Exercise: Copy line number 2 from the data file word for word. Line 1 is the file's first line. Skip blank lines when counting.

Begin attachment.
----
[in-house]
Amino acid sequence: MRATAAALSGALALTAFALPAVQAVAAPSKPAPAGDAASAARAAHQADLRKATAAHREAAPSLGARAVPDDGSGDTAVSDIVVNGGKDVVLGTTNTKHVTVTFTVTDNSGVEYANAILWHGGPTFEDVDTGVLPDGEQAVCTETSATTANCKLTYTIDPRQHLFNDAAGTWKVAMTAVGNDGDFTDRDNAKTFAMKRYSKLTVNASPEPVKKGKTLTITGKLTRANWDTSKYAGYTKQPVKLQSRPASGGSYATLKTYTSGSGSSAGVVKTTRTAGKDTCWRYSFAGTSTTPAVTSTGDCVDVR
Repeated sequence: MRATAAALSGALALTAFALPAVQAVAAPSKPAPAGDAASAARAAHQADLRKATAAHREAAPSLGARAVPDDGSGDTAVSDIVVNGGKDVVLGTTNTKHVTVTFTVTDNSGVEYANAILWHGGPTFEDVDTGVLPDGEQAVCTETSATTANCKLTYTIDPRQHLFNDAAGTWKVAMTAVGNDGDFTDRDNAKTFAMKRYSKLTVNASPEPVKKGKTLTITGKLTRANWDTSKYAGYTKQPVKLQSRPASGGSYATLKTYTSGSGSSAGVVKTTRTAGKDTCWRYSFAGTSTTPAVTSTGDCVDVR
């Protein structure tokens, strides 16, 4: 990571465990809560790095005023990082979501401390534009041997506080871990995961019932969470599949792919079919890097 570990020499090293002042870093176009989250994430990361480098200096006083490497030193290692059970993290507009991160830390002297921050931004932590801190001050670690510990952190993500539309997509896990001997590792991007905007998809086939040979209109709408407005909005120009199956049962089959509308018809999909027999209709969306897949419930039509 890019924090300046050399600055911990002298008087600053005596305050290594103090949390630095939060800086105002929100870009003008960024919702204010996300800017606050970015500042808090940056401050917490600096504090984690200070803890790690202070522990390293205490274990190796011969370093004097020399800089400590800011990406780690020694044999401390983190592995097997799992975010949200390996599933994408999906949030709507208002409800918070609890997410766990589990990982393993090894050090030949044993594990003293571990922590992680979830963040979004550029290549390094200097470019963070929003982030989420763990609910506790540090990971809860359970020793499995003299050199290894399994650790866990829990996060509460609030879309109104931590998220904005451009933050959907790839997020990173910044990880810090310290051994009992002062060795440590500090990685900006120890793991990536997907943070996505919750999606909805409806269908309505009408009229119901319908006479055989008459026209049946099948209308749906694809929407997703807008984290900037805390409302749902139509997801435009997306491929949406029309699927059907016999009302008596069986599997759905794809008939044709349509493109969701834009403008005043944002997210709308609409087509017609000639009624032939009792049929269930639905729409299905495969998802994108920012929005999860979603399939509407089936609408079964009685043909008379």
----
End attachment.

Amino acid sequence: MRATAAALSGALALTAFALPAVQAVAAPSKPAPAGDAASAARAAHQADLRKATAAHREAAPSLGARAVPDDGSGDTAVSDIVVNGGKDVVLGTTNTKHVTVTFTVTDNSGVEYANAILWHGGPTFEDVDTGVLPDGEQAVCTETSATTANCKLTYTIDPRQHLFNDAAGTWKVAMTAVGNDGDFTDRDNAKTFAMKRYSKLTVNASPEPVKKGKTLTITGKLTRANWDTSKYAGYTKQPVKLQSRPASGGSYATLKTYTSGSGSSAGVVKTTRTAGKDTCWRYSFAGTSTTPAVTSTGDCVDVR